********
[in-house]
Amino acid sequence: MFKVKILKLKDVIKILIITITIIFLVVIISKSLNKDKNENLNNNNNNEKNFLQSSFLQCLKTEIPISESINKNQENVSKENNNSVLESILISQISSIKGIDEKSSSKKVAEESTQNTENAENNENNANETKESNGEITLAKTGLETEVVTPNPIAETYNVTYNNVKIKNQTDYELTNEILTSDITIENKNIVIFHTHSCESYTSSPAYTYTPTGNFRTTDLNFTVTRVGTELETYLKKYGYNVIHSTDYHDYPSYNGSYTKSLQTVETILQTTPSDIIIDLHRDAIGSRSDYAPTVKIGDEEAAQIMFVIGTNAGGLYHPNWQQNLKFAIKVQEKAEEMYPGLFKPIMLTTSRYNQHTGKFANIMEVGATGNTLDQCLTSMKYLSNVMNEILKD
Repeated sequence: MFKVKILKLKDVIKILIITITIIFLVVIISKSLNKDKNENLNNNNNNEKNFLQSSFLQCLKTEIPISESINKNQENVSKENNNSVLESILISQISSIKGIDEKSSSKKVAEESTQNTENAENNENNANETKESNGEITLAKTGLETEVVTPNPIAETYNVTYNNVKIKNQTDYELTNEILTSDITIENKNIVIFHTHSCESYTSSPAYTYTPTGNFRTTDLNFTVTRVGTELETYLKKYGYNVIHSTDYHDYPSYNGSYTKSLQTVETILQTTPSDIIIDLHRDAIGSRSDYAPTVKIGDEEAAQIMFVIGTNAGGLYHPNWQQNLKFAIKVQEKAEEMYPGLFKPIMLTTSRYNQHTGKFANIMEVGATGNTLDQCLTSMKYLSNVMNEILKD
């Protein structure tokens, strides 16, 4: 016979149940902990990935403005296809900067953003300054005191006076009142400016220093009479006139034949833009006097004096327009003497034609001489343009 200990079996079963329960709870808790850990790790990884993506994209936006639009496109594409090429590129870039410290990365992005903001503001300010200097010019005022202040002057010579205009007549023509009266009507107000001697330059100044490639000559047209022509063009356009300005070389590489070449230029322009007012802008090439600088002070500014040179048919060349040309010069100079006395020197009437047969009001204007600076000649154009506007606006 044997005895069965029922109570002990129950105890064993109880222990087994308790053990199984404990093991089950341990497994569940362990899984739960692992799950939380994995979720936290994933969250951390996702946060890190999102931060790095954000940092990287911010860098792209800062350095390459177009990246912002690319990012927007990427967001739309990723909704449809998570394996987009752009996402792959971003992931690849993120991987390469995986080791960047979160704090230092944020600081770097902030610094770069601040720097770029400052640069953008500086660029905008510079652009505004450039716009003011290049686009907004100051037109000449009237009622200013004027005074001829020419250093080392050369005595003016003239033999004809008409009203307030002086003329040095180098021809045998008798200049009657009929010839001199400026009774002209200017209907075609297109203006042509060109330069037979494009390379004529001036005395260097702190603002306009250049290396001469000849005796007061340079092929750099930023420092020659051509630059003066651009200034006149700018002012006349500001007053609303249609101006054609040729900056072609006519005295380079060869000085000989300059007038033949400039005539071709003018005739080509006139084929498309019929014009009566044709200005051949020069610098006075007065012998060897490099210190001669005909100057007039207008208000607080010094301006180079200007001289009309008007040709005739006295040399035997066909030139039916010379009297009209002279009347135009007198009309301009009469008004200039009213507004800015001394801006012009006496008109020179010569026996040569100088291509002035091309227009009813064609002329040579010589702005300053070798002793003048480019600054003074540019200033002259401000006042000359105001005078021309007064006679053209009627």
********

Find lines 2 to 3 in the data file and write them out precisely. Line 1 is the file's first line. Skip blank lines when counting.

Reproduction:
Amino acid sequence: MFKVKILKLKDVIKILIITITIIFLVVIISKSLNKDKNENLNNNNNNEKNFLQSSFLQCLKTEIPISESINKNQENVSKENNNSVLESILISQISSIKGIDEKSSSKKVAEESTQNTENAENNENNANETKESNGEITLAKTGLETEVVTPNPIAETYNVTYNNVKIKNQTDYELTNEILTSDITIENKNIVIFHTHSCESYTSSPAYTYTPTGNFRTTDLNFTVTRVGTELETYLKKYGYNVIHSTDYHDYPSYNGSYTKSLQTVETILQTTPSDIIIDLHRDAIGSRSDYAPTVKIGDEEAAQIMFVIGTNAGGLYHPNWQQNLKFAIKVQEKAEEMYPGLFKPIMLTTSRYNQHTGKFANIMEVGATGNTLDQCLTSMKYLSNVMNEILKD
Repeated sequence: MFKVKILKLKDVIKILIITITIIFLVVIISKSLNKDKNENLNNNNNNEKNFLQSSFLQCLKTEIPISESINKNQENVSKENNNSVLESILISQISSIKGIDEKSSSKKVAEESTQNTENAENNENNANETKESNGEITLAKTGLETEVVTPNPIAETYNVTYNNVKIKNQTDYELTNEILTSDITIENKNIVIFHTHSCESYTSSPAYTYTPTGNFRTTDLNFTVTRVGTELETYLKKYGYNVIHSTDYHDYPSYNGSYTKSLQTVETILQTTPSDIIIDLHRDAIGSRSDYAPTVKIGDEEAAQIMFVIGTNAGGLYHPNWQQNLKFAIKVQEKAEEMYPGLFKPIMLTTSRYNQHTGKFANIMEVGATGNTLDQCLTSMKYLSNVMNEILKD